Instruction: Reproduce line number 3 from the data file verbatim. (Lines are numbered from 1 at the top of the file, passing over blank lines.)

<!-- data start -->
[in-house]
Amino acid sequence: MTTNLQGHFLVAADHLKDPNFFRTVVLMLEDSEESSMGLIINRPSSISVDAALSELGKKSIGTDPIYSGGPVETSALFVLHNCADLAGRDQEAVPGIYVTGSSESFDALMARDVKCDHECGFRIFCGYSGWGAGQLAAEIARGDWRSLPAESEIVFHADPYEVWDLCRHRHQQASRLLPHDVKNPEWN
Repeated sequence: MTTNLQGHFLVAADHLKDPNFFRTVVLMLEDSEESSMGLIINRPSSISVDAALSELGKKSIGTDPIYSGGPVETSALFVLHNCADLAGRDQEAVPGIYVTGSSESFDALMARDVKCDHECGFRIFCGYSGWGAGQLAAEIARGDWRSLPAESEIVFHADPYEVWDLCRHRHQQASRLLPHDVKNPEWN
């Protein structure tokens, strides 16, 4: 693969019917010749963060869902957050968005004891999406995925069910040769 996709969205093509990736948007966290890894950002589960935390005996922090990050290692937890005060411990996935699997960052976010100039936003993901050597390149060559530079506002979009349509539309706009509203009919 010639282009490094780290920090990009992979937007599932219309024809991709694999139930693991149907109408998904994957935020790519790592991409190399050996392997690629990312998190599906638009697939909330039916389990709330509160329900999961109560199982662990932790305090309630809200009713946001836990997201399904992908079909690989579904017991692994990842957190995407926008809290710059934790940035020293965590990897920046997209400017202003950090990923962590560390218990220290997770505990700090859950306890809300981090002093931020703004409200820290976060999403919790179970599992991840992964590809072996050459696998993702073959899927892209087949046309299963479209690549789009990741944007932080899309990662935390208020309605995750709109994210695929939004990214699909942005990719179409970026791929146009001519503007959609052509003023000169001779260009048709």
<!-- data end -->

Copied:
Repeated sequence: MTTNLQGHFLVAADHLKDPNFFRTVVLMLEDSEESSMGLIINRPSSISVDAALSELGKKSIGTDPIYSGGPVETSALFVLHNCADLAGRDQEAVPGIYVTGSSESFDALMARDVKCDHECGFRIFCGYSGWGAGQLAAEIARGDWRSLPAESEIVFHADPYEVWDLCRHRHQQASRLLPHDVKNPEWN